Bride and Prejudice

Hemant Mehta

(Courtesy of

Allow me to speak for a moment.

Bollywood star (and former Miss World) Aishwarya Rai is engaged to Abhishek Bachchan. (That’s like the Indian celebrity equivalent of Brad Pitt and Angelina Jolie.)

Aishwarya is said to be a manglik. This means she was born at a time when “Mars [was] in the 1st, 2nd, 4th, 7th, 8th, or 12th house of the Vedic astrology birth or lunar chart.”

If two mangliks get married, it’s ok.

But if a manglik marries a non-manglik, all hell breaks loose.

Guess what Abhishek is…?

According to some *brilliant* astrologers, the marriage of a manglik girl and non-manglik boy could result in the death of the male. Because, you know, Mars is evil like that.

(Oh, it gets better.)

How do you fix this problem?

Aishwarya will have to marry a tree.

A peepal tree or a banana tree. Well, either that, or she’ll have to marry Lord Vishnu’s idol. But only if the idol is made of gold or silver. (Incidentally, Vishnu is said to have been born under a peepal tree. So this makes complete sense…and she has married two trees and also the Vishnu idol and a marble bull if reports are to be believed.))

Because doing even one of these things will “make the entity take on the bad effects of Mars.”

Got all that?

This ceremony, called a Kumbh Vivah, is performed for manglik girls, but not manglik boys. Because as we all know, the position of the planets doesn’t affect the Y chromosome. Duh.

Apparently, Indian parents have one hell of a time trying to marry off their manglik-born daughters.

I  also conducted this little experiment on an Indian matrimonial website, to see what kind of religious prejudices would make their cyber appearance there.

Some background: I’m a Macaca. And just like Jewish people have JDate, Indian people have claims 710,000+ success stories. Some of these are arranged marriages (your profile can be created by your parents, siblings, or friends). Of course, you can also put up your own ad to potentially meet a spouse.

It’s not a dating site like Match or Craigslist. When you register, they ask you for your gender. Your choices are “looking for groom” or “looking for bride”… (Sorry, gay people.)

From almost every conversation I’ve had about it with other Indian people, it’s pretty much the last ditch place you go when you need to marry yourself off. If you haven’t met anyone and your marriage is becoming a fading dream for your family, or if your family didn’t know another Indian family with a single son or daughter, you go to

The upside: If your ad is up there, you are likely to get many responses.

The downside: It’s

Anyway. The experiment:

I put up a posting a month ago just to see what would happen.

My profile name was FriendlyAtheist. (I’m blunt.) My picture was on the profile, as were my basic stats. My religion was listed as “No religion.” When it asked for a bio, I wrote about my hobbies/interests, job, etc. I did stick in a short paragraph in the middle saying I was an atheist who worked with “secular organizations.”

Everything was honest.

As for who I was searching for, I didn’t make many specific requests other than I was looking for someone in Illinois. And the woman’s age had to be 18-29. In all, 430 women fulfilled my (very broad) requirements.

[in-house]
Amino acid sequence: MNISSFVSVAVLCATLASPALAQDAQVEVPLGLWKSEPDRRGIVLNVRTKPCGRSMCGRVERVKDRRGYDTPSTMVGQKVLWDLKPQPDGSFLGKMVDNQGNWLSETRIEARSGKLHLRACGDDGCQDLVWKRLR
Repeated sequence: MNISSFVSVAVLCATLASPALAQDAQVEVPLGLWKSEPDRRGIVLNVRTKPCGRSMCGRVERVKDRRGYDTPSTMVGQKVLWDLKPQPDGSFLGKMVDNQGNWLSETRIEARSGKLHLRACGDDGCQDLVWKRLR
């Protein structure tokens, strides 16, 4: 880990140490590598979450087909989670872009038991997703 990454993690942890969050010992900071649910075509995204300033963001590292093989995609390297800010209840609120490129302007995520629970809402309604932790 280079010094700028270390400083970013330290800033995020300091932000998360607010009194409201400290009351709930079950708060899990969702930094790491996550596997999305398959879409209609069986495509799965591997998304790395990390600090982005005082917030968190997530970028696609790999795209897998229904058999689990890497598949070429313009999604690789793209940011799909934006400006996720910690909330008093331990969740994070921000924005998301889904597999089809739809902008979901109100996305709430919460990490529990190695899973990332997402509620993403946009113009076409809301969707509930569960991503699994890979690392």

The profile was up 19 days.

In that time, the profile was viewed only 32 times.

No one “expressed interest” in me, no one sent me messages, no one called me.


Yesterday, I put up a new profile. With a couple of exceptions, everything was the exact same, including the picture.

What were the changes? My profile name was now FriendlyIndian (I know, I know. Very creative). My religion was now listed as Jain (and my sect was listed as Shewetamber), the religion in which I was raised. The statement about my atheism and working with secular organizations was deleted.

It hasn’t been 24 hours yet.

17 people have already viewed the page.

One girl has already “expressed interest.” (Woo!)

I’m not about to extrapolate anything from this (and I took down the profile). Clearly, there are too many variables that could’ve played a role in this. People flock to new profiles quickly, religion is very important in the Indian community, etc.

But you’re telling me that on a website that brown people flock to when trying to marry someone; the atheism was that much of a turn-off?


And for the record,, asked me if I was a manglik.

But I didn’t know how to answer that… because I have a &*%#ing brain.

And you thought a Scientologist wedding was all f’&%ed up…

So there you go, mom and dad. This is why I probably won’t end up with an Indian girl.

Hemant Mehta is an honors graduate of the University of Illinois at Chicago, where he helped establish the organization Students WithOut Religious Dogma (SWORD). Mehta also is chair of the Secular Student Alliance’s board of directors. His story has been featured in the Wall Street Journal, the Chicago Sun-Times, the Seattle Times, the Village Voice, National Public Radio, and FOX News Channel, among other major news outlets. Currently, Mehta is working toward a masters degree in math education at DePaul University in Chicago.

You can find out more about Hemant at

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